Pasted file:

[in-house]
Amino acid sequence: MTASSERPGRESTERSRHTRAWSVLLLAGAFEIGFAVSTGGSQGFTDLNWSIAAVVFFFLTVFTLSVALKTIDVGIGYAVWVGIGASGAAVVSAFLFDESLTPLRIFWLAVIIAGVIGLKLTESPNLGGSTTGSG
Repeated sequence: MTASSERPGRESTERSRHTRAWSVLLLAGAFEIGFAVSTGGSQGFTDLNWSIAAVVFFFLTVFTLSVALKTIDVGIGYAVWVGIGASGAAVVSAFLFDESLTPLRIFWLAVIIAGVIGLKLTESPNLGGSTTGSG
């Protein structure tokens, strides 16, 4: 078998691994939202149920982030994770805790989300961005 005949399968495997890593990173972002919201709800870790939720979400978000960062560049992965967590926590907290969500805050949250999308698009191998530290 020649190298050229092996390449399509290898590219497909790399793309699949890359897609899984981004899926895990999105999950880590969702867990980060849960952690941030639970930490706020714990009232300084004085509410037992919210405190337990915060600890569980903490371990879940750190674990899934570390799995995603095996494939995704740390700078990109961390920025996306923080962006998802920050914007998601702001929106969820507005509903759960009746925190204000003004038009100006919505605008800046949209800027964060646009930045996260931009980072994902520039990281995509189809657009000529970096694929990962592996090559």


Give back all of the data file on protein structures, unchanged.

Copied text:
[in-house]
Amino acid sequence: MTASSERPGRESTERSRHTRAWSVLLLAGAFEIGFAVSTGGSQGFTDLNWSIAAVVFFFLTVFTLSVALKTIDVGIGYAVWVGIGASGAAVVSAFLFDESLTPLRIFWLAVIIAGVIGLKLTESPNLGGSTTGSG
Repeated sequence: MTASSERPGRESTERSRHTRAWSVLLLAGAFEIGFAVSTGGSQGFTDLNWSIAAVVFFFLTVFTLSVALKTIDVGIGYAVWVGIGASGAAVVSAFLFDESLTPLRIFWLAVIIAGVIGLKLTESPNLGGSTTGSG
């Protein structure tokens, strides 16, 4: 078998691994939202149920982030994770805790989300961005 005949399968495997890593990173972002919201709800870790939720979400978000960062560049992965967590926590907290969500805050949250999308698009191998530290 020649190298050229092996390449399509290898590219497909790399793309699949890359897609899984981004899926895990999105999950880590969702867990980060849960952690941030639970930490706020714990009232300084004085509410037992919210405190337990915060600890569980903490371990879940750190674990899934570390799995995603095996494939995704740390700078990109961390920025996306923080962006998802920050914007998601702001929106969820507005509903759960009746925190204000003004038009100006919505605008800046949209800027964060646009930045996260931009980072994902520039990281995509189809657009000529970096694929990962592996090559």